United States of America, Plaintiff-appellee, v. Martin G. Wilson, Jr., Defendant-appellant, 315 F.3d 972 (8th Cir. 2003)

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U.S. Court of Appeals for the Eighth Circuit - 315 F.3d 972 (8th Cir. 2003) Submitted: November 5, 2002
Filed: January 10, 2003
Rehearing and Rehearing En Banc Denied: March 5, 2003

Caterina DiTraglia, argued, St Louis, MO, for appellant.

Cristian M. Stevens, Asst. U.S. Atty., argued, St Louis, MO, for appellee.

Before McMILLIAN and SMITH, Circuit Judges, and LONGSTAFF,1  District Judge.

SMITH, Circuit Judge.


Martin G. Wilson, Jr. ("Wilson") appeals the decision of the District Court2  to deny his motion to dismiss. In the motion, Wilson argues that Title 18 U.S.C. § 922(g) (1), the statute under which he was indicted, violates the Second Amendment to the Constitution. We affirm.

On January 24, 2001, the Bureau of Alcohol, Tobacco, and Firearms ("ATF") executed a federal search warrant at Wilson's home. An investigation by local law enforcement into Wilson's failure to register as a sex offender precipitated the search. During the search, ATF agents discovered and seized approximately seventeen firearms and some ammunition. Wilson, a convicted felon, admitted that he jointly possessed the firearms with his wife.

On September 6, 2001, a grand jury indicted Wilson as a felon who was in possession of a firearm in violation of 18 U.S.C. § 922(g) (1). The indictment recited Wilson's 1990 conviction for a sexual offense against a minor and listed the details of the seventeen firearms in his possession. In response, Wilson moved to dismiss the indictment, arguing that the statute violated the Second Amendment. The District Court denied the motion. On January 28, 2002, Wilson pled guilty to the one-count indictment, reserving his right to appeal the denial of his motion to dismiss. Wilson now appeals the motion's denial.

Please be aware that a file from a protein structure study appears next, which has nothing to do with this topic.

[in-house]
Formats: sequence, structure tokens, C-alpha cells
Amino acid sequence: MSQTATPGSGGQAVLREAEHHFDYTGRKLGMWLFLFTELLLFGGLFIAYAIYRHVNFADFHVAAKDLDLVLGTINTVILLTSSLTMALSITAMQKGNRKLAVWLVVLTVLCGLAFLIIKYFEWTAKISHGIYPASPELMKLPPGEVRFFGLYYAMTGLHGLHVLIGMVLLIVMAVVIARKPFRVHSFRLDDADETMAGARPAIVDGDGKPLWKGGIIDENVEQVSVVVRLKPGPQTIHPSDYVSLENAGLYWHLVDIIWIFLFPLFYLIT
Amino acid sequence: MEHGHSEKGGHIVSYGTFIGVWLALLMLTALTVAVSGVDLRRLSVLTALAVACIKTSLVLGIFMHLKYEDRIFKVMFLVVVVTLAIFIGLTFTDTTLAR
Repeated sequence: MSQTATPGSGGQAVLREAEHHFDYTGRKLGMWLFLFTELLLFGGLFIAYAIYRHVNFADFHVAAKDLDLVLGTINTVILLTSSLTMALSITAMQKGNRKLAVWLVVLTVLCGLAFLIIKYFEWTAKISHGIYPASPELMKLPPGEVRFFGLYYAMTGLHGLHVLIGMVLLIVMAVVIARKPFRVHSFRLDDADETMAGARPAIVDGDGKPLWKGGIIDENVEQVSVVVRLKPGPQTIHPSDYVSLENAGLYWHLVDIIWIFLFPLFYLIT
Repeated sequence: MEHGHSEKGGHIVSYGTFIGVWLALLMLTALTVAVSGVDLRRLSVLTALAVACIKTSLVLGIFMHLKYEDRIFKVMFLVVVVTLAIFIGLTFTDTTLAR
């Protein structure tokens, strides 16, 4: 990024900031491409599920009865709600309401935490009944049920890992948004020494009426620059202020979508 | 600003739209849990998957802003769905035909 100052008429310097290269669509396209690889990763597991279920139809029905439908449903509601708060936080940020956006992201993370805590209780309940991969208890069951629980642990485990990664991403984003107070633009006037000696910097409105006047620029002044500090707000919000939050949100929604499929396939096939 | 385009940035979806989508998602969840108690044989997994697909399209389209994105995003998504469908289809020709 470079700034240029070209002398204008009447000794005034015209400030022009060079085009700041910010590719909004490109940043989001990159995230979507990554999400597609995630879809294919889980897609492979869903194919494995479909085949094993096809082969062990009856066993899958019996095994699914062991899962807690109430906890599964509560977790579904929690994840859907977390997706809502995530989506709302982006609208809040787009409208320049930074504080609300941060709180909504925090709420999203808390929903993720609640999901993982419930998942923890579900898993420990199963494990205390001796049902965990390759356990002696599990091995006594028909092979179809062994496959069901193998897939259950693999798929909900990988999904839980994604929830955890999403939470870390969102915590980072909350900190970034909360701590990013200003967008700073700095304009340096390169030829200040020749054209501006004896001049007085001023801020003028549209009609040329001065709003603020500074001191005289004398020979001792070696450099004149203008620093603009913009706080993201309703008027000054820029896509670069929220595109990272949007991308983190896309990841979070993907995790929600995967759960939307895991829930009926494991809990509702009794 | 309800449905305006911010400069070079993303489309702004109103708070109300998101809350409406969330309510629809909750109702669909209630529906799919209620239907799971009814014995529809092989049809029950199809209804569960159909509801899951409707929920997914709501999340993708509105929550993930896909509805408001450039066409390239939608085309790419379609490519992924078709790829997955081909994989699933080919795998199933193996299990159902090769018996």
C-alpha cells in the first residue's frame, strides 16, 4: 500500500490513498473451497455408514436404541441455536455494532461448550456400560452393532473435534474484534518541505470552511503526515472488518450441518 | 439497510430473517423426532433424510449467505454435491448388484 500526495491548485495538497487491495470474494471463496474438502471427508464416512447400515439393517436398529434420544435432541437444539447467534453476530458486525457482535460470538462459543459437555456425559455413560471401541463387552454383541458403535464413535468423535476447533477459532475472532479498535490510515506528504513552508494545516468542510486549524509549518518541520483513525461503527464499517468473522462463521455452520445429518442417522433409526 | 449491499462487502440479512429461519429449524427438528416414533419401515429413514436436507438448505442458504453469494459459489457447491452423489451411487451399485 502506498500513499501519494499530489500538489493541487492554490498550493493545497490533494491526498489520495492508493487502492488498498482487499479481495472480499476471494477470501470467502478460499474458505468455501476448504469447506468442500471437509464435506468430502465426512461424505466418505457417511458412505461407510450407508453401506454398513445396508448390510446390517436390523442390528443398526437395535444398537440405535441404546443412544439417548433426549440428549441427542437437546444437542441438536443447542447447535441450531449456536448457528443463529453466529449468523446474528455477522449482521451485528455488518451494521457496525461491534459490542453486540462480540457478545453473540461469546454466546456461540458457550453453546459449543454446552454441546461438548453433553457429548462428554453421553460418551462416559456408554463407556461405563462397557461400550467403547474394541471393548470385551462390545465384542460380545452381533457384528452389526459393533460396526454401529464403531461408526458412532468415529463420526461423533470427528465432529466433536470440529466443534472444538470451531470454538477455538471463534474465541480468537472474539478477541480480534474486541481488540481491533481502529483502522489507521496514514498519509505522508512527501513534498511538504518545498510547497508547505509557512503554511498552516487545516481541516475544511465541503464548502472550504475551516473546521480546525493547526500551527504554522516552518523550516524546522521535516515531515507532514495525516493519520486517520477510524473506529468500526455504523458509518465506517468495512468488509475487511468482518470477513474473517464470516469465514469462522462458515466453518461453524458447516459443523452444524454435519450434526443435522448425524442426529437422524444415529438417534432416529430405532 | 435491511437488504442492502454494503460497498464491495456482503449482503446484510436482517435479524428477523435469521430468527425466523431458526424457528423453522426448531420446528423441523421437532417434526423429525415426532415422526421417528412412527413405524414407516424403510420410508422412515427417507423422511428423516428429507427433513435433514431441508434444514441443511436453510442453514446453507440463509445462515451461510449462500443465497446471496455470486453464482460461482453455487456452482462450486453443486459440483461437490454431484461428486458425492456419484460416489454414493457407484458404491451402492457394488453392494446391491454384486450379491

Wilson argues (1) that the Second Amendment provides an individual right to bear arms and (2) that because of this right, 18 U.S.C. § 922(g) (1) is unconstitutional.3  However, as Wilson acknowledges, this Circuit's established precedent upholds the constitutionality of § 922(g) (1). See, e.g., United States v. Waller, 218 F.3d 856, 857 (8th Cir. 2000) (per curiam) (holding that "it is now well-settled that Congress did not violate the Second Amendment in enacting" 18 U.S.C. § 922(g) (1)); Cody v. United States, 460 F.2d 34, 37 (8th Cir. 1972).

Wilson does not seek to distinguish our precedents, but instead argues that this Panel should overrule them. Wilson requested an initial hearing of this case before the Court en banc, acknowledging the controlling law against him and this Court's precedent that prohibits any three-judge panel of the Court from overruling a previous panel opinion. See, e.g., United States v. Riza, 267 F.3d 757, 760 (8th Cir. 2001). The Court denied Wilson's en banc request on September 3, 2002. Wilson admittedly seeks reversal of clearly established precedent. We decline to do so and affirm the District Court's decision to deny his motion to dismiss.

 1

The Honorable Ronald E. Longstaff, Chief Judge, United States District Court for the Southern District of Iowa, sitting by designation

 2

The Honorable E. Richard Webber, United States District Court Judge for the Eastern District of Missouri

 3

Wilson relies heavily upon United States v. Emerson, 270 F.3d 203, 259 (5th Cir. 2001) (holding that the Second Amendment "protects the right of individuals, including those not then actually a member of any militia or engaged in active military service or training, to privately possess and bear their own firearms...."). However, Emerson nonetheless upheld the constitutionality of § 922(g) (8) which prohibits an individual subject to certain restraining orders from possessing a firearm.